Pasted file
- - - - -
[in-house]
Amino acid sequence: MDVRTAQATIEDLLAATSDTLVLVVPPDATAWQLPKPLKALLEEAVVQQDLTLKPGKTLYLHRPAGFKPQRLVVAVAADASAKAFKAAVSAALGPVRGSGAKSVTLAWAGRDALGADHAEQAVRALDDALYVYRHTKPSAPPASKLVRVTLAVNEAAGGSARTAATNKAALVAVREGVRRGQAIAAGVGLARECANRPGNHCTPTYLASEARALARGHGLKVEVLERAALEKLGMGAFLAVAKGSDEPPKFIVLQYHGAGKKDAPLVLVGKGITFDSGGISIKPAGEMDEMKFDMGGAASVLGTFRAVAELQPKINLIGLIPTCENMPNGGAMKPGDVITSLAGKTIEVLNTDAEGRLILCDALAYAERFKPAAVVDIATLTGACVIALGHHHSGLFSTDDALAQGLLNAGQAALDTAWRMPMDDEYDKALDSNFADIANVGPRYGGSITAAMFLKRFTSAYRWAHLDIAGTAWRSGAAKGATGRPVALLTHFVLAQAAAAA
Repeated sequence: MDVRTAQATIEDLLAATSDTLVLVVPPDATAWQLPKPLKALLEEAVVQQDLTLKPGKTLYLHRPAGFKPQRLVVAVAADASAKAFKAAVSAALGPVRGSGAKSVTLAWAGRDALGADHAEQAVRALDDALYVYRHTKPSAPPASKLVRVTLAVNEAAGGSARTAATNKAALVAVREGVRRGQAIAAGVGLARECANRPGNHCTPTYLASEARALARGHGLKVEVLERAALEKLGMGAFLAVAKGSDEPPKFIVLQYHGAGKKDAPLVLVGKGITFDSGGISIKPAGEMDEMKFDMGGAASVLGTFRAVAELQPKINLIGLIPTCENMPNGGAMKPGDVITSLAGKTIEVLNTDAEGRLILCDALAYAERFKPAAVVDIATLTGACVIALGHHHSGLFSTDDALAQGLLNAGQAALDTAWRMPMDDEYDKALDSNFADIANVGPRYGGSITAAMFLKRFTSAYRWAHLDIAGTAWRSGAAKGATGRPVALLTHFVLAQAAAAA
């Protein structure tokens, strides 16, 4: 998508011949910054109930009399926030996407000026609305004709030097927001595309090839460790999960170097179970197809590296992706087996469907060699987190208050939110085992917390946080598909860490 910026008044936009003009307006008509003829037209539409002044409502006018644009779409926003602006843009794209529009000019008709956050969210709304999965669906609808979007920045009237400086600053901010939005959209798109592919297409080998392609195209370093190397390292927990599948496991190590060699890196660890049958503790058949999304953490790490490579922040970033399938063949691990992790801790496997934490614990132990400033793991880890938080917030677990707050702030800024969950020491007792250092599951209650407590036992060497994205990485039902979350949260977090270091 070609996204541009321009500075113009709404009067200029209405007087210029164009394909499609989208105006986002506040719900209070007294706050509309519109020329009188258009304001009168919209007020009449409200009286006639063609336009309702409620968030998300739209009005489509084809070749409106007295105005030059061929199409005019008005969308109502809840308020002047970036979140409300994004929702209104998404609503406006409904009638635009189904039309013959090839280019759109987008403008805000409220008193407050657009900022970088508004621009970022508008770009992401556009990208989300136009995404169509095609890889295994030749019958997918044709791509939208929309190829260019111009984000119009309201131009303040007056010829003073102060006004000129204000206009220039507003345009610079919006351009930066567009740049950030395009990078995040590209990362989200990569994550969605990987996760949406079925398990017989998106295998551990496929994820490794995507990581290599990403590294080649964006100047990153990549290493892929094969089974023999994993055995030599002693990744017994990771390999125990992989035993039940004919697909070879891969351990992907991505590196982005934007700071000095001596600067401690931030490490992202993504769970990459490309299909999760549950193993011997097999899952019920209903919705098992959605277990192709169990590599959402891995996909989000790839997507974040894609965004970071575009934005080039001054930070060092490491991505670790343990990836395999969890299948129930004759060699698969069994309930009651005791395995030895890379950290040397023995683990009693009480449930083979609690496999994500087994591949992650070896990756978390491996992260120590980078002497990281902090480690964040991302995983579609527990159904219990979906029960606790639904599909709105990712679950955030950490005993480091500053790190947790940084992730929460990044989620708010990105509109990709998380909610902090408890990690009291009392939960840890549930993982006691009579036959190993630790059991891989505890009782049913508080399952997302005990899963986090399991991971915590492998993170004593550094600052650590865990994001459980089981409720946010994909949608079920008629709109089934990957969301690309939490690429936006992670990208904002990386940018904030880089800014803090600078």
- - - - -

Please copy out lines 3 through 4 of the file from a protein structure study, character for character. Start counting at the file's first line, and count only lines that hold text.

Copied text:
Repeated sequence: MDVRTAQATIEDLLAATSDTLVLVVPPDATAWQLPKPLKALLEEAVVQQDLTLKPGKTLYLHRPAGFKPQRLVVAVAADASAKAFKAAVSAALGPVRGSGAKSVTLAWAGRDALGADHAEQAVRALDDALYVYRHTKPSAPPASKLVRVTLAVNEAAGGSARTAATNKAALVAVREGVRRGQAIAAGVGLARECANRPGNHCTPTYLASEARALARGHGLKVEVLERAALEKLGMGAFLAVAKGSDEPPKFIVLQYHGAGKKDAPLVLVGKGITFDSGGISIKPAGEMDEMKFDMGGAASVLGTFRAVAELQPKINLIGLIPTCENMPNGGAMKPGDVITSLAGKTIEVLNTDAEGRLILCDALAYAERFKPAAVVDIATLTGACVIALGHHHSGLFSTDDALAQGLLNAGQAALDTAWRMPMDDEYDKALDSNFADIANVGPRYGGSITAAMFLKRFTSAYRWAHLDIAGTAWRSGAAKGATGRPVALLTHFVLAQAAAAA
């Protein structure tokens, strides 16, 4: 998508011949910054109930009399926030996407000026609305004709030097927001595309090839460790999960170097179970197809590296992706087996469907060699987190208050939110085992917390946080598909860490 910026008044936009003009307006008509003829037209539409002044409502006018644009779409926003602006843009794209529009000019008709956050969210709304999965669906609808979007920045009237400086600053901010939005959209798109592919297409080998392609195209370093190397390292927990599948496991190590060699890196660890049958503790058949999304953490790490490579922040970033399938063949691990992790801790496997934490614990132990400033793991880890938080917030677990707050702030800024969950020491007792250092599951209650407590036992060497994205990485039902979350949260977090270091 070609996204541009321009500075113009709404009067200029209405007087210029164009394909499609989208105006986002506040719900209070007294706050509309519109020329009188258009304001009168919209007020009449409200009286006639063609336009309702409620968030998300739209009005489509084809070749409106007295105005030059061929199409005019008005969308109502809840308020002047970036979140409300994004929702209104998404609503406006409904009638635009189904039309013959090839280019759109987008403008805000409220008193407050657009900022970088508004621009970022508008770009992401556009990208989300136009995404169509095609890889295994030749019958997918044709791509939208929309190829260019111009984000119009309201131009303040007056010829003073102060006004000129204000206009220039507003345009610079919006351009930066567009740049950030395009990078995040590209990362989200990569994550969605990987996760949406079925398990017989998106295998551990496929994820490794995507990581290599990403590294080649964006100047990153990549290493892929094969089974023999994993055995030599002693990744017994990771390999125990992989035993039940004919697909070879891969351990992907991505590196982005934007700071000095001596600067401690931030490490992202993504769970990459490309299909999760549950193993011997097999899952019920209903919705098992959605277990192709169990590599959402891995996909989000790839997507974040894609965004970071575009934005080039001054930070060092490491991505670790343990990836395999969890299948129930004759060699698969069994309930009651005791395995030895890379950290040397023995683990009693009480449930083979609690496999994500087994591949992650070896990756978390491996992260120590980078002497990281902090480690964040991302995983579609527990159904219990979906029960606790639904599909709105990712679950955030950490005993480091500053790190947790940084992730929460990044989620708010990105509109990709998380909610902090408890990690009291009392939960840890549930993982006691009579036959190993630790059991891989505890009782049913508080399952997302005990899963986090399991991971915590492998993170004593550094600052650590865990994001459980089981409720946010994909949608079920008629709109089934990957969301690309939490690429936006992670990208904002990386940018904030880089800014803090600078």